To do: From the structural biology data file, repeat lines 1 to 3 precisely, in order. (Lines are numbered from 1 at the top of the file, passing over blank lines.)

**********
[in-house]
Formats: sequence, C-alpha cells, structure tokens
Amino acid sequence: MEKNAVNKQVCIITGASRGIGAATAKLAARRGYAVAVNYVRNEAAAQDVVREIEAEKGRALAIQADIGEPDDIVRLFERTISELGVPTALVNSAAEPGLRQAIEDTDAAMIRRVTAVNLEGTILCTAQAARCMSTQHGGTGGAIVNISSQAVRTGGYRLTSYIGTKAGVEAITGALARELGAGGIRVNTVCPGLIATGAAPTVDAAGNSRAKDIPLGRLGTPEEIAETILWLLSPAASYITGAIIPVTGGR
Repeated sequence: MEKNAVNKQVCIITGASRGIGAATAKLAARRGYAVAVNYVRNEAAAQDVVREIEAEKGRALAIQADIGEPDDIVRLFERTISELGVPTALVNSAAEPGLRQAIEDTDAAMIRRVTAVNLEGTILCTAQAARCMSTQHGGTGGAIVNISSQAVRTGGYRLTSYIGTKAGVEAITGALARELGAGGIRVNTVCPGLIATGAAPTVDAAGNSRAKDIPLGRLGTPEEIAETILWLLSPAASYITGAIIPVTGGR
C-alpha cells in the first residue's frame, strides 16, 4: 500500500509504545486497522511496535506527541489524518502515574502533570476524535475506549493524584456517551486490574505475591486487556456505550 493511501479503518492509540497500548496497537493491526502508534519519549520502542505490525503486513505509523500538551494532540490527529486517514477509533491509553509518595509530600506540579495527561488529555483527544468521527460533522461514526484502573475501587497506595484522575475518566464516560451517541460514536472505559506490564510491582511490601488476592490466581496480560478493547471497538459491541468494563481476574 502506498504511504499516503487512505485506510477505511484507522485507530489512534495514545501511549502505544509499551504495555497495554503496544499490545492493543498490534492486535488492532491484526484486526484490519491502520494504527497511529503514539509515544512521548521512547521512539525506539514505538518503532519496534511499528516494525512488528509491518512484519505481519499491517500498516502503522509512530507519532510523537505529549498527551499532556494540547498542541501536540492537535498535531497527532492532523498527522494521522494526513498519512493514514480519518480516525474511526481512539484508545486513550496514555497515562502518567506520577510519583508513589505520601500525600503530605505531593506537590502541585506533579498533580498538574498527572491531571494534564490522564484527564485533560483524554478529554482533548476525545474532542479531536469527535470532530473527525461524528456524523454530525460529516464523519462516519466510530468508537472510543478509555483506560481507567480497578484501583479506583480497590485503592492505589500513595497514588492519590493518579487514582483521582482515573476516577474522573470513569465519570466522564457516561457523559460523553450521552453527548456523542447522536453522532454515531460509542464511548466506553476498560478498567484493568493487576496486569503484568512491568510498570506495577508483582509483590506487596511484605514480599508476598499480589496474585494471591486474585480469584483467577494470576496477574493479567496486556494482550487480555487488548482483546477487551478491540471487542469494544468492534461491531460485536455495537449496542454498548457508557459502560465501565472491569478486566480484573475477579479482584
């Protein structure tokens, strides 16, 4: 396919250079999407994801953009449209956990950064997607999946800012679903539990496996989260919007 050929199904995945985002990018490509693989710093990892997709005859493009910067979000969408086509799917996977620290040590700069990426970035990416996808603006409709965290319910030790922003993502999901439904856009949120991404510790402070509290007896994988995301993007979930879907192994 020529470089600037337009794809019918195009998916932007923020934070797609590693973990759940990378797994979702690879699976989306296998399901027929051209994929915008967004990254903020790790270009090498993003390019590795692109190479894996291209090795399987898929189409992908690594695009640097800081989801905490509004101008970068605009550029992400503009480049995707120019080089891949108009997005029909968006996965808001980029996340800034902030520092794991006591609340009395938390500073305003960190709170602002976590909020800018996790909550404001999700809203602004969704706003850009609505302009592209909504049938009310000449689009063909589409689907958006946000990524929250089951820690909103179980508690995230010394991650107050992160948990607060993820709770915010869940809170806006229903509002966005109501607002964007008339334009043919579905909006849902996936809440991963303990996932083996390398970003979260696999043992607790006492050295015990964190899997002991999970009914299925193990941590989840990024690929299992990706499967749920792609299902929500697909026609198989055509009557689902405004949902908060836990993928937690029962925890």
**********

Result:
[in-house]
Formats: sequence, C-alpha cells, structure tokens
Amino acid sequence: MEKNAVNKQVCIITGASRGIGAATAKLAARRGYAVAVNYVRNEAAAQDVVREIEAEKGRALAIQADIGEPDDIVRLFERTISELGVPTALVNSAAEPGLRQAIEDTDAAMIRRVTAVNLEGTILCTAQAARCMSTQHGGTGGAIVNISSQAVRTGGYRLTSYIGTKAGVEAITGALARELGAGGIRVNTVCPGLIATGAAPTVDAAGNSRAKDIPLGRLGTPEEIAETILWLLSPAASYITGAIIPVTGGR